Cubs 1-5 record: A look at where things went from bad to terrible

by - Columnist -
Epstein hopes his bullpen turns it around fast (Brett Davis USAT)
Epstein hopes his bullpen turns it around fast (Brett Davis USAT)

Today marks the seventh day of the 2019 season for the Cubs, and if you’re not at least somewhat concerned about the way the season has started, you may have a career waiting as a head-cheerleader.

Before I get started, let’s get one thing straight, I don’t get frustrated that the Cubs lose (all teams suffer losses), I get frustrated about how Chicago loses. I’ve watched this team for the better part of almost 50 years now, and I’ve seen some awful rosters come and go, and I’ve seen some of the better versions of the Cubs’ teams get so close yet fall so short. The current roster features some of the best (and potentially best) players in the franchise’s history, so when they can’t string together two wins in six games against teams which are projected to finish in fourth place in their respective divisions, then yes, I get confused on what is happening.

The pitching is definitely a problem, with the Cubs now allowing 47 runs in 49.1 innings pitched, the most they have allowed in the first six games of a season since they allowed 57 in 1901.

Why this is not weighing heavy on Joe Maddon’s mind, I’ll never know.

"I've been here before, so it's not heavy for me," Maddon told reporters on Thursday night. "The biggest thing if you have been able to watch all of our games, we have actually played some really good baseball. We've had a couple of bad games here. We've got to get our bullpen in order. We played well in Texas. We hit the ball well like you saw at the end of the game today. No question we have to play a more complete game of baseball and we will. We got to get the bullpen defined."

I have to take issue with Maddon’s words here. First, the Cubs have played one “really good” game all season- their first (and Joe, I have watched all of the games). You’ve had more than a couple of bad games, as the bullpen has let lead after lead, and win after win slip away. The team played well in Texas? Yep, you smoked the Rangers in the opener, but after that, you went 0-2 with the bullpen losing both games, and allowing leads to slip away while walking guys left and right. We do agree on one thing; you need to define the bullpen. Guys that were good last year have failed miserably this year, while the “failures” from last year have flourished, for the most part. Let’s examine things…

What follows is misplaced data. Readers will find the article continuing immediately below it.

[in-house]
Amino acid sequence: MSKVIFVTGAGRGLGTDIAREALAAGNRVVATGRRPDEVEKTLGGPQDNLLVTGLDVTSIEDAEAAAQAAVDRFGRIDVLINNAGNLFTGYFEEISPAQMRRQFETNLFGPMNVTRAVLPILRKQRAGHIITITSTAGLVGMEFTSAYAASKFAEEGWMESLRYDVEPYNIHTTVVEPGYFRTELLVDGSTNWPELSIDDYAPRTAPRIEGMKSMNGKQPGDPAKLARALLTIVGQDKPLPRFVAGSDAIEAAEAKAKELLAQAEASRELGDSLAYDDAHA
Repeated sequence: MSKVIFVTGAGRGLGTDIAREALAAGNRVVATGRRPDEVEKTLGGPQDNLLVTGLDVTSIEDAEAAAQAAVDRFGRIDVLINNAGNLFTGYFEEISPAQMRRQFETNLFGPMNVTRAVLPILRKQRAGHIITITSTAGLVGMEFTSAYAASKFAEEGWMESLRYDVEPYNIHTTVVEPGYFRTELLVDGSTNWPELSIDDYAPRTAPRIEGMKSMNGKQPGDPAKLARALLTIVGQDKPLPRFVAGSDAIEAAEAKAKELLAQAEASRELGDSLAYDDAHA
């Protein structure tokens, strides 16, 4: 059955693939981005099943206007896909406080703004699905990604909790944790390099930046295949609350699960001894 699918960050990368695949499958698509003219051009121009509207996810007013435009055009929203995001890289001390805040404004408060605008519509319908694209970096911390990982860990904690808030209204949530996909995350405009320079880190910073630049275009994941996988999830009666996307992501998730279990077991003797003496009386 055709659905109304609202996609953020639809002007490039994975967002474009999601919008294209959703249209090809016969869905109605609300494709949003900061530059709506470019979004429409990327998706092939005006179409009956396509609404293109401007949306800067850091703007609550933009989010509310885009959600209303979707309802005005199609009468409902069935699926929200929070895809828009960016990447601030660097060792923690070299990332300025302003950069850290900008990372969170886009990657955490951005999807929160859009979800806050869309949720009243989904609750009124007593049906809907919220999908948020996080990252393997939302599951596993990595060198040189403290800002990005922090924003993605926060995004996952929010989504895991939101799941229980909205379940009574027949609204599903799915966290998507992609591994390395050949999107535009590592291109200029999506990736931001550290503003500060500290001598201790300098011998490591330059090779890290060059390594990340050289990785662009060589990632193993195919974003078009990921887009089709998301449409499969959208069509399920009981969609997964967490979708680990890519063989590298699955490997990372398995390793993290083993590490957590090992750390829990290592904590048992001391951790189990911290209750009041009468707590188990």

A look at the first six games:

Game 1: Cubs @ Rangers: Final score Cubs- 12; Rangers- 4. Cubs go 13 for 37 (.351 team average), 8 walks, 7 strikeouts. Of the entire starting lineup and bench, only Willson Contreras (0-3, two walks) and Daniel Descalso (0-1) failed to hit (Victor Caratini did not play). Cubs left 21 men stranded. Defensively, Jon Lester was strong for six innings, allowing two runs (one homer), while striking out three and walking a pair. The bullpen faltered some in the ninth, with Pedro Strop, Mike Montgomery each allowing a run. In short, the Cubs dominated the game.

Game 2: Cubs @ Rangers: Final score Cubs- 6; Rangers- 8. Cubs go 9 for 34 (.265), 7 walks, 5 strikeouts, 23 men left on. Schwarber and Contreras each go 3 for 5, and Javier Baez goes 2 for 4. Schwarber homers. Defensively, Yu Darvish: 2.2 IP, 3 ER (1 HR), two hits, seven walks, four strikeouts Bullpen: 5.1 IP, eight hits, 3 ER, 5 BB, and nine strikeouts.

Game 3: Cubs @ Rangers: Final score Cubs- 11; Rangers- 12. Cubs go 17 for 43 (.395), 3 walks, 9 strikeouts (Anthony Rizzo and Schwarber both homer). Cubs leave 19 stranded. Defensively: Cole Hamels: 5.0 IP, six hits, three walks, four strikeouts. Bullpen: 3.1 IP, five hits (2 HR), 6 ER, three walks, three strikeouts.

Game 4: Cubs @ Braves: Final score Cubs- 0; Rangers- 8. The wheels fell off of the train. Offensively: 9 for 33 (.273), four walks, five strikeouts, 21 men stranded. Defensively: Kyle Hendricks: 4.1 IP, 10 H (2 HR), 7 R (2 ER), 3 BB, four strikeouts. Bullpen: 3.2 IP, two hits, one run (0 ER), four walks, five strikeouts. Cubs commit six errors.

Game 5: Cubs @ Braves: Final score Cubs- 4; Rangers- 6. Offensively: 12 for 35 (.343), 6 walks, 13 strikeouts, 21 runners left on base. Defensively: Lester: 6.0 IP, 2 ER (2 HR), 6 H, 3 BB, 7. Bullpen: 2.0 IP, (5 relievers used), two hits, 4 ER, five walks, one strikeout.

Game 6: Cubs @ Braves: Final score Cubs- 4; Rangers-9. Offensively: 6 for 33 (.182), 3 walks, 7 strikeouts (back-to-back homers by Rizzo and Baez), 9 men stranded. Defensively: Darvish: 4.0 IP, 5 H, 3 ER, 4 BB, 2 strikeouts. Bullpen: 2 IP, two hits, 4 ER, five walks, one strikeout.

To sum this up: Offensively: Good news- 66 for 215 (.307 which leads the majors), .398 on-base percentage (tops in majors) with 31 walks (14%).

Bad news: 46 strikeouts (29.39%) and 114 men left on base. Pitching (bad news): 49.1 IP, 47 Runs, 61 Hits, 41 Walks. ERA: Starters: 4.85; Relievers: 14.22, Entire pitching staff: 9.54. WHIP: Starters: 2.150; Relievers: 2.676; Entire pitching staff: 2.413.

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